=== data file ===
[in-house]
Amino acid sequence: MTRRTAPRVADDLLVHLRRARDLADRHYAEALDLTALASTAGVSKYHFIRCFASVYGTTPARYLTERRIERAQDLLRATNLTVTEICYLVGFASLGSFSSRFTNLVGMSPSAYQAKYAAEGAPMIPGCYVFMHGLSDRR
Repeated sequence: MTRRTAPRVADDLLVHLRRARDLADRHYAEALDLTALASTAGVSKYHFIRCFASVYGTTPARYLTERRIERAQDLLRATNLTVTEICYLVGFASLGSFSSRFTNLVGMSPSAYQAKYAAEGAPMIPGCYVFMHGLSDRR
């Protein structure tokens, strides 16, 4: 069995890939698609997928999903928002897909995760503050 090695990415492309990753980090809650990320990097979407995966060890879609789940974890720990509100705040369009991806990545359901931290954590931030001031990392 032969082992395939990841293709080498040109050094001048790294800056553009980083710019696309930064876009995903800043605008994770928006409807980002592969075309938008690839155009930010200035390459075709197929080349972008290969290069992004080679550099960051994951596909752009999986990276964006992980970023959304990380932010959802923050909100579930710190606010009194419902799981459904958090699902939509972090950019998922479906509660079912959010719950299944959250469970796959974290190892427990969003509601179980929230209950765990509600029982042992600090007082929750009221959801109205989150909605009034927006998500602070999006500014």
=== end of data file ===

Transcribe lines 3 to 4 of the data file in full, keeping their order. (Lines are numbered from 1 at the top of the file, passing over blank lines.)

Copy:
Repeated sequence: MTRRTAPRVADDLLVHLRRARDLADRHYAEALDLTALASTAGVSKYHFIRCFASVYGTTPARYLTERRIERAQDLLRATNLTVTEICYLVGFASLGSFSSRFTNLVGMSPSAYQAKYAAEGAPMIPGCYVFMHGLSDRR
């Protein structure tokens, strides 16, 4: 069995890939698609997928999903928002897909995760503050 090695990415492309990753980090809650990320990097979407995966060890879609789940974890720990509100705040369009991806990545359901931290954590931030001031990392 032969082992395939990841293709080498040109050094001048790294800056553009980083710019696309930064876009995903800043605008994770928006409807980002592969075309938008690839155009930010200035390459075709197929080349972008290969290069992004080679550099960051994951596909752009999986990276964006992980970023959304990380932010959802923050909100579930710190606010009194419902799981459904958090699902939509972090950019998922479906509660079912959010719950299944959250469970796959974290190892427990969003509601179980929230209950765990509600029982042992600090007082929750009221959801109205989150909605009034927006998500602070999006500014």